Are there any significant differences in publications, citations, h index and i10 index between departments of the same discipline which are located in different universities?
Are there any differences on the academics’ scientific performance (as expressed using the h-index) between those who report detailed information about their research on the department’s website and those who don’t?
Are there any differences on the scholars’ performance according to the location in which they completed their PhD (namely Greece, other European countries, or USA)?
Is there any correlation between the academics’ rank (Full Professor, Associate Professor, Assistant Professor, Lecturer) and their h- index and total number of citations?
Correlation (correlation) and (a) h-index (b) citations/references
The rest of the paper is organized as follows. First, the research design is described in detail and the tools used to collect the data are discussed in brief. Subsequently, the results of the analysis are presented for each department and for each research question. Finally, the obtained findings are discussed and future goals are derived.
Fifty departments from Science and Engineering disciplines were selected for the study (see Table 1). All in all, 31 Science and 19 Engineering departments were evaluated. The procedure proposed by Altanopoulou, Dontsidou and Tselios was followed to record and analyze the data. The names, surnames and academic grade of all the academics were recorded. The program Publish or Perish (PoP) was used to calculate the total publications, citations, h-index, i-10 index, m-index. If a scholar used at the time Google Scholar Profile the related data were collected from there, instead of using PoP.
Subsequently, for each department the following indices were calculated: the mean median and standard deviation on publications, citations, h-index, i-10 index and the mean m-index, the percentage of academic members who report information on their website and the percentage of academic members who retain a Google Scholar Profile. Subsequently, the aggregate results were calculated for each department, as well as for the departments of the same discipline. In some cases, synonymy could slightly affect the presented data, since there is always the possibility of having two scholars with the same name and surname. In such cases, a Google Scholar profile greatly assisted the procedure. If this was not the case the data were cleaned and the affiliation of each author was closely examined. However, it is difficult to claim 100% success while in the process of evaluating 1978 faculty members.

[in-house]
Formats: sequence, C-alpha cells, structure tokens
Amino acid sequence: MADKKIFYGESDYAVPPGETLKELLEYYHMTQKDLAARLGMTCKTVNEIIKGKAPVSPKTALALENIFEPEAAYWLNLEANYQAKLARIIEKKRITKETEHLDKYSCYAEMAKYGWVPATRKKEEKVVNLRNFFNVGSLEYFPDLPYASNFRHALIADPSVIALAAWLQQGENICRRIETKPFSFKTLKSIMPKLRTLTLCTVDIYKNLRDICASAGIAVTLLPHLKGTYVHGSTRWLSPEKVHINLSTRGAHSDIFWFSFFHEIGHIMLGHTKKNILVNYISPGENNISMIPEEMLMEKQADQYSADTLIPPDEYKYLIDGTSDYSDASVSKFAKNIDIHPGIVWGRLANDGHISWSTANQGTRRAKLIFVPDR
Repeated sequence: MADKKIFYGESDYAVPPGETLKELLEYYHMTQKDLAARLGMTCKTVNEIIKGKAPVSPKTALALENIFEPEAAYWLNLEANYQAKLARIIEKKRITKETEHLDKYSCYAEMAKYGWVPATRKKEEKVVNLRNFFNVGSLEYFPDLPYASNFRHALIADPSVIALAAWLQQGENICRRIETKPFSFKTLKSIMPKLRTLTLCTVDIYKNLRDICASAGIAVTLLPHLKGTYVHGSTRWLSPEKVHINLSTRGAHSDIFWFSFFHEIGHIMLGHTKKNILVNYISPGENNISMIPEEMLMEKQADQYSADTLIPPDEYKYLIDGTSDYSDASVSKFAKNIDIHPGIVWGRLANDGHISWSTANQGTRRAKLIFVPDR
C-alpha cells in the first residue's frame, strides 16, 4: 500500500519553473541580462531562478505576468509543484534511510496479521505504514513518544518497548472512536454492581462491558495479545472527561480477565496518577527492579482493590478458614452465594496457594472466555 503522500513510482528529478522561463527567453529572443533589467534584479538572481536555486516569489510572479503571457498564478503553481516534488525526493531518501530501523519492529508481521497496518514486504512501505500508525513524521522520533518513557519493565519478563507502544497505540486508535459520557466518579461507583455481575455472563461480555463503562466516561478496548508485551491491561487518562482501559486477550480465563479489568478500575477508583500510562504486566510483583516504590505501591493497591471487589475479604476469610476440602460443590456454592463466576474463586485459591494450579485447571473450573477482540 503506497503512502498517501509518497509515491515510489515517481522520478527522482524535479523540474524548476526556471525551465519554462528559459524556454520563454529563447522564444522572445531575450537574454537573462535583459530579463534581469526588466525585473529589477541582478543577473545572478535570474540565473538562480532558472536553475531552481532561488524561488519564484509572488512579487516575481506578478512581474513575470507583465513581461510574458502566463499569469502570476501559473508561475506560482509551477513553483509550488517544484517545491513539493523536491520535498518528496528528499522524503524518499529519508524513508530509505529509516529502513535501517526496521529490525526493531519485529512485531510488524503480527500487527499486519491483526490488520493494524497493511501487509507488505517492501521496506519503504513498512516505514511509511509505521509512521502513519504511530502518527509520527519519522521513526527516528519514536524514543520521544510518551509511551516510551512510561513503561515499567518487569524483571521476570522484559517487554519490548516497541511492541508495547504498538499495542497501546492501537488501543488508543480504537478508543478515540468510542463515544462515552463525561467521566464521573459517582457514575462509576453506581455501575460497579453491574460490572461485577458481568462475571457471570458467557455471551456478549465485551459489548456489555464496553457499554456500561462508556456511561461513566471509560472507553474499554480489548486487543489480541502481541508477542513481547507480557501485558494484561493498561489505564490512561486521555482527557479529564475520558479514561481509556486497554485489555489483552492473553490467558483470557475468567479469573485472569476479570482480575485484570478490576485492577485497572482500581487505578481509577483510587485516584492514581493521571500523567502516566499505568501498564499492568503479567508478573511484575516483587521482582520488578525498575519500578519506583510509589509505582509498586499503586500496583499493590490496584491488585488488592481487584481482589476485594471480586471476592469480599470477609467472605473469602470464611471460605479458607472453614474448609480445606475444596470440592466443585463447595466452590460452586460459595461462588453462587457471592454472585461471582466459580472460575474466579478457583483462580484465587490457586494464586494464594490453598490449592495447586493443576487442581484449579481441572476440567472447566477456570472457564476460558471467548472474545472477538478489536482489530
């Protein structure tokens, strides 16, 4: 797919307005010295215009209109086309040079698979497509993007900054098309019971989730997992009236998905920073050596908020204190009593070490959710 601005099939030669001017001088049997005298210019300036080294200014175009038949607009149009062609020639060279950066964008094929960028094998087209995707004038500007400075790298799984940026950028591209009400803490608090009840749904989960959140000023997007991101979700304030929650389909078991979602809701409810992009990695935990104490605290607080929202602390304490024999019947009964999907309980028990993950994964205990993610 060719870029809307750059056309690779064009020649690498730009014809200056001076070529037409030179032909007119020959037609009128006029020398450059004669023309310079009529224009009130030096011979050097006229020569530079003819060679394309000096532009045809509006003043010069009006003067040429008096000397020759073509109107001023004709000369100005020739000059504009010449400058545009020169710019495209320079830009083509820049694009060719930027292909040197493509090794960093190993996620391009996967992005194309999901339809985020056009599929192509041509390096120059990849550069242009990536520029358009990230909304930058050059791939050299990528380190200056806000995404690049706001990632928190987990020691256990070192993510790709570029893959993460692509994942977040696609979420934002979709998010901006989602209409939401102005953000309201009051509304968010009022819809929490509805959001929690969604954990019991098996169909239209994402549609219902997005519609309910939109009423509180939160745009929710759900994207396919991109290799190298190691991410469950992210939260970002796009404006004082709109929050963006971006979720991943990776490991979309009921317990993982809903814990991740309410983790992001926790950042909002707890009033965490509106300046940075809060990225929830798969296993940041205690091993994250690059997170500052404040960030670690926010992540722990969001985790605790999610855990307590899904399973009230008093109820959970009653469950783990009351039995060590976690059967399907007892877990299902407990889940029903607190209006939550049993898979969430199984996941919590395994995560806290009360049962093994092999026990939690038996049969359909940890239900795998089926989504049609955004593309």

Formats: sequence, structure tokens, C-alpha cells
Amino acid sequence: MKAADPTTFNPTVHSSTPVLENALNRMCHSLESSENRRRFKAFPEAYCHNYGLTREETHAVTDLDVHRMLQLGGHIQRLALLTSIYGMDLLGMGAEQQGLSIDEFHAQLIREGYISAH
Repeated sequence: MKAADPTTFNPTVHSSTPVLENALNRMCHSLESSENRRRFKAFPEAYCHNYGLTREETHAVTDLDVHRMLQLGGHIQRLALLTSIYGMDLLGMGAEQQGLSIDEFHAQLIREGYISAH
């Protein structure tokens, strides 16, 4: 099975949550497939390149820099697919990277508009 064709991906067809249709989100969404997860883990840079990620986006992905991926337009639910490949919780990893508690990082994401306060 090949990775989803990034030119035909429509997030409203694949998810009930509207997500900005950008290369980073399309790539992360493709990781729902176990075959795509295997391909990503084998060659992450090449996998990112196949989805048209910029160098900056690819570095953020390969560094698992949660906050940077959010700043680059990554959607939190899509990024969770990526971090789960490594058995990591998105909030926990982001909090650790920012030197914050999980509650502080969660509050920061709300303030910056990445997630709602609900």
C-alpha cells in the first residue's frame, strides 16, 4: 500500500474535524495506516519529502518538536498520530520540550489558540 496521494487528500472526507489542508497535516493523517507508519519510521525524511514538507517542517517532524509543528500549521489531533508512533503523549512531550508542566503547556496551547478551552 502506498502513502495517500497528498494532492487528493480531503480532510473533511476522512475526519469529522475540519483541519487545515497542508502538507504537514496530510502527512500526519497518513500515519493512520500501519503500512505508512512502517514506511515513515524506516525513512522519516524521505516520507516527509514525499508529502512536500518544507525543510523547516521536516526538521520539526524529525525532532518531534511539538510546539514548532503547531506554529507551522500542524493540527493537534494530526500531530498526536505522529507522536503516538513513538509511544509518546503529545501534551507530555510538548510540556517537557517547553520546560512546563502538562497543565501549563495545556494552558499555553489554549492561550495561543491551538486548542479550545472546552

As mentioned above, the Google Scholar database was the source to retrieve the scientometric data. In addition to free access offered by Google Scholar, there are still 3 advantages which characterize its use. Google Scholar is easy and straightforward to use. It is also quite efficient, because the search of information takes place immediately without needing additional registration steps to access the available data. Finally, the main advantage of Google Scholar is the wide coverage of scientific disciplines and publication venues which surpasses both Scopus and Web of Science. The information related to the scientific activity of a specific scholar, covers not only notable and reputable scientific journals, but it also contains references from books or book chapters, conference proceedings and technical reports which are not indexed in Web of Science and Scopus databases.[12,14]
As far as the collection of data is concerned each of the databases follows a different approach, which in turn affects the results in total numbers of publications and reports.[18,17] For this reason, and in conjunction with the margin of error in the algorithm of Google Scholar, there is the possibility that the number of citations for a specific to is smaller (or even higher) than it appears. This can happen for a variety of reasons such as unrecognized text format, or error in recognition of the date of publication. In the process of scientometric evaluation, various indicators are nowadays widely accepted and used such as the total number of publications, citations, h-index, i-10 index and others, such as m-index, which are calculated using the before mentioned indices. The data for all faculty members and department were collected from 10 March 2015 to June 1st, 2015. The data were recorded and analyzed using Google Sheets and SPSS v.21 and are presented in the following section.
Presentation of the results